Munro Bagging in the Pentlands?

I occasionally lead walks as a member of Glasgow HF Outdoor Club. Sometimes I’ll pick something I’m familiar with, other times less so. At times as each programme rolls around you can see the old favourites in there, so I like to add in something a bit less familiar. Hills which we rarely visit, or old favourites by more obscure routes. One of my recent leads was in the Pentlands. Now the Pentlands are neither rarely visited or obscure, but they aren’t on our list of regulars, which is a shame.

I turned up at Cadogan Street to find a good crowd waiting. Unfortunately they were all heading north, lured by a well tread Munro. All that is, apart from myself and two others. Ray, a regular with the club, and Naomi, a visitor from the US, on her first trip to the Scottish hills. With high winds forecast in the north I was hopeful that our trip east would be a more gentle introduction to the Scottish hills for Naomi than Ben Vorlich.

At only around an hour from Glasgow the Pentlands are quick and easy to reach by car, and even quicker if you approach from Balerno. We were starting at Castlelaw, and the walk was to be a repeat of my previous trip here, taking in Scald Law, East and West Kip. I was aware that this could be a pretty short day and had a few options up my sleeve, dependent on the group and the weather.

Red flags were flying over the hills when we arrived at the car park, a sign that firing would be taking place today. We skirted round the perimeter as the first few shots rang out, before dropping downhill to walk on the short section of road leading to the fingrpost which points the way towards Scald Law. Today there were a couple of portaloos in the field next to the gate. It might appear that the local council really looks after walkers, but in reality these are probably here courtesy of the Ministry of Defence. Many years ago if a soldier on exercise wished to go to the toilet he would go on a “shovel recce” and dig his own. This was unsustainable on well used training areas, and environmental concerns eventually led to the army bringing in portable toilets. Given that there is little cover on the ridge, we availed ourselves of the facilities before heading onwards.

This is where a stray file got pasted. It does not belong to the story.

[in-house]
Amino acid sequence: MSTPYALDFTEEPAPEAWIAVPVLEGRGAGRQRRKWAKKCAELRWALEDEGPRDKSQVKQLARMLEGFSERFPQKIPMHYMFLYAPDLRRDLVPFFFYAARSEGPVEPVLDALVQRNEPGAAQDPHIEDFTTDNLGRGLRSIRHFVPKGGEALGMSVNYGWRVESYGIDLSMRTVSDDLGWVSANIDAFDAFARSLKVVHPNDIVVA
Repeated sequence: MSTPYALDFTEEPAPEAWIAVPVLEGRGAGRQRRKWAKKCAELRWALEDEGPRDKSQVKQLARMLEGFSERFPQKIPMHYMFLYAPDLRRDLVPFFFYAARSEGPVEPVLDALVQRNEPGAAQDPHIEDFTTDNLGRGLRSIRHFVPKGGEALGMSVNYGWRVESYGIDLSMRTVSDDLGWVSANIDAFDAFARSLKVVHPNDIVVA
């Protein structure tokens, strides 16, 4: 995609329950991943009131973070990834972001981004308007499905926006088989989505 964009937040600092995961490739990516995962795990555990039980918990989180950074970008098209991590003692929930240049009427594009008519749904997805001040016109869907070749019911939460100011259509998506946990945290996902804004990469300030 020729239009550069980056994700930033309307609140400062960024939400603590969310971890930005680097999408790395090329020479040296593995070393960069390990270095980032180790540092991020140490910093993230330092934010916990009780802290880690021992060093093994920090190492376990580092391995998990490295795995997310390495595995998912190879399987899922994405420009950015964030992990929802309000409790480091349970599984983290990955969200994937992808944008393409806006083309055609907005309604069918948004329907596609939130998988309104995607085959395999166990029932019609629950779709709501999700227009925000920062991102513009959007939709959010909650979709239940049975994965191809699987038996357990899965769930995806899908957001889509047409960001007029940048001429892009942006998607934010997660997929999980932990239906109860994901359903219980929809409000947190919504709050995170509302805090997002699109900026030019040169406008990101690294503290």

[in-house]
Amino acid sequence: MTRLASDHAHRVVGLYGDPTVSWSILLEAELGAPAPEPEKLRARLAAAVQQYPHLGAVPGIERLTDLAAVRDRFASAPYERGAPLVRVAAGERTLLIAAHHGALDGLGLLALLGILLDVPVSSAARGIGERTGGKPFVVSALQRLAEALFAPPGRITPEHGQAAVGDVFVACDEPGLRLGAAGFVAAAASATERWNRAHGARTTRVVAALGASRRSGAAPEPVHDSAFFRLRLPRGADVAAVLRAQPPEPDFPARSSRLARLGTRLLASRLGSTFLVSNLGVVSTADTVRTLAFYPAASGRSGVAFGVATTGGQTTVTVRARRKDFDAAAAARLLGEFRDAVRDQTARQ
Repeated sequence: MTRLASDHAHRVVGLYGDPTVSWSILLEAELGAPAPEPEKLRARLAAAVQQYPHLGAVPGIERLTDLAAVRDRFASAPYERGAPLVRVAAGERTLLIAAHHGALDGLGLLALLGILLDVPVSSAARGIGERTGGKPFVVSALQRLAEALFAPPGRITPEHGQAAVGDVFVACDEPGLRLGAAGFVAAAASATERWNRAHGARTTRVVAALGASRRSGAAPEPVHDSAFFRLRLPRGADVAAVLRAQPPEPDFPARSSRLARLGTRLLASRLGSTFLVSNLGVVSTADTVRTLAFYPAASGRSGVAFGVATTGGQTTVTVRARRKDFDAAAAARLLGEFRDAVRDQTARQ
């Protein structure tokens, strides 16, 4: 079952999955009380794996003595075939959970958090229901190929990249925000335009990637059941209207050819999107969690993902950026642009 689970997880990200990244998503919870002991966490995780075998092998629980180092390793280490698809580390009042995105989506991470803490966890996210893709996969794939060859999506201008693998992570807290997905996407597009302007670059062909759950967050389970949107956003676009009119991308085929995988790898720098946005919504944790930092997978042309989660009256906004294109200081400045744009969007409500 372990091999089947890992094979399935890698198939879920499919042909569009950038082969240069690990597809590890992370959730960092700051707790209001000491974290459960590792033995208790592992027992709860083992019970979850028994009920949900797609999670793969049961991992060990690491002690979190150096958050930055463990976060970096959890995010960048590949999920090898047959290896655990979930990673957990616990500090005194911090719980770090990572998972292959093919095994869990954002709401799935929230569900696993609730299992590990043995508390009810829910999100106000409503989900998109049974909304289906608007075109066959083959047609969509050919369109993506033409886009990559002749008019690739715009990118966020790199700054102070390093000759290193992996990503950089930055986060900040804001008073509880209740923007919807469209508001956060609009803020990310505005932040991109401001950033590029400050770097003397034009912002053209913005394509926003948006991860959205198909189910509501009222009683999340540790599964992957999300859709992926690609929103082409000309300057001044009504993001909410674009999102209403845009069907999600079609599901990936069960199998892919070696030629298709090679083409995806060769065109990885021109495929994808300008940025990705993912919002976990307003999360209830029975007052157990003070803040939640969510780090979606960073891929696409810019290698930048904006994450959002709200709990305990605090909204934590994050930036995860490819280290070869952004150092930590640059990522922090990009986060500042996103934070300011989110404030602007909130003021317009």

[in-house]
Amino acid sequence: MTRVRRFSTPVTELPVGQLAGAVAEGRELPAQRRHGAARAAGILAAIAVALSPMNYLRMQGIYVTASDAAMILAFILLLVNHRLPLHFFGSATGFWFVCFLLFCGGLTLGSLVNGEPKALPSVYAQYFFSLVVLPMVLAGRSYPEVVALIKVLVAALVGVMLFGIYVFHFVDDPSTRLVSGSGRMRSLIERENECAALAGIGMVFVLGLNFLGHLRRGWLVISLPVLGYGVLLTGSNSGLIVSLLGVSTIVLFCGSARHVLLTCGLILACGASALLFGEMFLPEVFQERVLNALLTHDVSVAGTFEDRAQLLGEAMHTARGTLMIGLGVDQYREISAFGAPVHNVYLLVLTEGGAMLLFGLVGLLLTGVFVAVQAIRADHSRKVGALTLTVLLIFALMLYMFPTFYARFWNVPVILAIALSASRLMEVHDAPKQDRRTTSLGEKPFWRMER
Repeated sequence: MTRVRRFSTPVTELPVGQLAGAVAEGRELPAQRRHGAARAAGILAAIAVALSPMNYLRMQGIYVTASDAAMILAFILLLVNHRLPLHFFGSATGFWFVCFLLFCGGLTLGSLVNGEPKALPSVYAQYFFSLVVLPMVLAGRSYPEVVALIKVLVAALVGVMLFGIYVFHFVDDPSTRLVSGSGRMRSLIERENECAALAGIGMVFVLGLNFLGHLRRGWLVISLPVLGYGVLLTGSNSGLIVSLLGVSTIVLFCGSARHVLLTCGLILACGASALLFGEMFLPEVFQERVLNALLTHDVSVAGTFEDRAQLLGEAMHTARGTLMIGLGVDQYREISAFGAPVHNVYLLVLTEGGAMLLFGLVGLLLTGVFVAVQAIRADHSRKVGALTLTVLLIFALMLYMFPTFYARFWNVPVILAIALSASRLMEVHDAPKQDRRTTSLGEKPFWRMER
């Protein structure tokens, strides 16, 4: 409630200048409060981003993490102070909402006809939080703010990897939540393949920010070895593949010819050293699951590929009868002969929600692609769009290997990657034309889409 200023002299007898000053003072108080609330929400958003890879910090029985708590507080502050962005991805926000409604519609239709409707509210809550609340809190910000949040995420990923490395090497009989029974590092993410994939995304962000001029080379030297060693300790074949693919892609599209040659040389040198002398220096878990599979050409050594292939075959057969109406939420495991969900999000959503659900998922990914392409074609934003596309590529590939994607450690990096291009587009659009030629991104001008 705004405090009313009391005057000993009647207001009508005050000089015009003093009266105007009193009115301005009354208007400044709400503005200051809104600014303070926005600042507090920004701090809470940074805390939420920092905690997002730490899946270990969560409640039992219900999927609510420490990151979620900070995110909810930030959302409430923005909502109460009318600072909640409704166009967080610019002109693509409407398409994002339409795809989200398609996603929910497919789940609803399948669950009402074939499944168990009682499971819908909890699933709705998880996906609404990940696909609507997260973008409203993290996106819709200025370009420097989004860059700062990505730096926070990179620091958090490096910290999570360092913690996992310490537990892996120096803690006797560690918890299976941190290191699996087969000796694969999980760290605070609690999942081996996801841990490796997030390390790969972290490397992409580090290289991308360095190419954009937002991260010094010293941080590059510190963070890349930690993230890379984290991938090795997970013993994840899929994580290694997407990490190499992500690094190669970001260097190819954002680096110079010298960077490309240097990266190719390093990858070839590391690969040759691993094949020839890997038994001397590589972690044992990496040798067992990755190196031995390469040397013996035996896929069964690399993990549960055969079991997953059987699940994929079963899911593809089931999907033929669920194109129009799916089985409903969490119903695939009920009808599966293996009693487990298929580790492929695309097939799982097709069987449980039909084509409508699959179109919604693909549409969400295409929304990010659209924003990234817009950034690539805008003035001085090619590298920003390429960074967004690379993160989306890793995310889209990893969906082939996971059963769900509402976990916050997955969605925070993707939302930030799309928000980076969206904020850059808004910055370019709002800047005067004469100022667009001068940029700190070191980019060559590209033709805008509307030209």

On Turnhouse Hill

On Turnhouse Hill

The hardest part of this walk, for me anyway, is this first long pull up Turnhouse Hill. While the remainder of the ridge undulates comfortably, this part is less willing to yield. Below is is the site of the battle of Rullion Green, where the crowns forces, led by Tam Dalyell of The Binns routed a force of Covenanters, many dying of wounds and exposure in the heather as they attempted to flee across the hills and moors. I had been reading about this recently in a book entitled Pentland Walks by Robert Cochrane. The book dates from 1920, and while not a guide book as we now know it, introduced the area’s history and literary heritage through a series of walks. The book did contain a map from the time, and it’s still remarkably useful, although some of the transport information is not. One thing the book did was give you a sense of how well served the city was by the railways, many of which are now gone. Still, there’s always the trams…

Pentland walks

Pentland walks

 

Bartholomew's Map

Bartholomew’s Map

It was interesting going along the ridge, part walk leader, part tour guide. As it was Naomi’s first time in Scotland, we were able to point out many points of interest from the walk. The Forth Bridge, Fife and Largo Law, Stirling and the Wallace Monument, Edinburgh itself, with the castle and Arthur’s Seat. It wasn’t all plain sailing however, as we were battered by winds gusting to almost 50mph. We wondered just how the Munro-baggers were faring, if we were being pummelled at this relatively low height.

View from Carnethy Hill

View from Carnethy Hill